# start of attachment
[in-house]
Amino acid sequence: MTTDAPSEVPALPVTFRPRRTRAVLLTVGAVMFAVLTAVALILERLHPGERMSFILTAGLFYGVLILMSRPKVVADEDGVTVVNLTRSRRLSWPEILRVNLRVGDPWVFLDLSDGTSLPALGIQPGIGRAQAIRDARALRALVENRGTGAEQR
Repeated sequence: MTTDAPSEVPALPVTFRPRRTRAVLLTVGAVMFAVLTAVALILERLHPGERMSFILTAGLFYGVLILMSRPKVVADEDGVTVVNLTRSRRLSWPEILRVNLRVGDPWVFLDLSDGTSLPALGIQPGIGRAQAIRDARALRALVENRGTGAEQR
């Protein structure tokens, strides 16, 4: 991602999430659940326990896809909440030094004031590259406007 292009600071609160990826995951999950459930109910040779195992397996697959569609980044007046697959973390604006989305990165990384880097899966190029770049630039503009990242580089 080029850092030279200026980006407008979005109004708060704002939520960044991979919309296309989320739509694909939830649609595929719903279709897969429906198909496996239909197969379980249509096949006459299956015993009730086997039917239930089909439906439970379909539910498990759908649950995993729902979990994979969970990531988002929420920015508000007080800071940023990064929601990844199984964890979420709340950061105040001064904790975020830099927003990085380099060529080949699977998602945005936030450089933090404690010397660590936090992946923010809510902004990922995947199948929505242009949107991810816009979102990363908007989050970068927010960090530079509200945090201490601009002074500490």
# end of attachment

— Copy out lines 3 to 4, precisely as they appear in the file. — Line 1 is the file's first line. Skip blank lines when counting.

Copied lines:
Repeated sequence: MTTDAPSEVPALPVTFRPRRTRAVLLTVGAVMFAVLTAVALILERLHPGERMSFILTAGLFYGVLILMSRPKVVADEDGVTVVNLTRSRRLSWPEILRVNLRVGDPWVFLDLSDGTSLPALGIQPGIGRAQAIRDARALRALVENRGTGAEQR
């Protein structure tokens, strides 16, 4: 991602999430659940326990896809909440030094004031590259406007 292009600071609160990826995951999950459930109910040779195992397996697959569609980044007046697959973390604006989305990165990384880097899966190029770049630039503009990242580089 080029850092030279200026980006407008979005109004708060704002939520960044991979919309296309989320739509694909939830649609595929719903279709897969429906198909496996239909197969379980249509096949006459299956015993009730086997039917239930089909439906439970379909539910498990759908649950995993729902979990994979969970990531988002929420920015508000007080800071940023990064929601990844199984964890979420709340950061105040001064904790975020830099927003990085380099060529080949699977998602945005936030450089933090404690010397660590936090992946923010809510902004990922995947199948929505242009949107991810816009979102990363908007989050970068927010960090530079509200945090201490601009002074500490």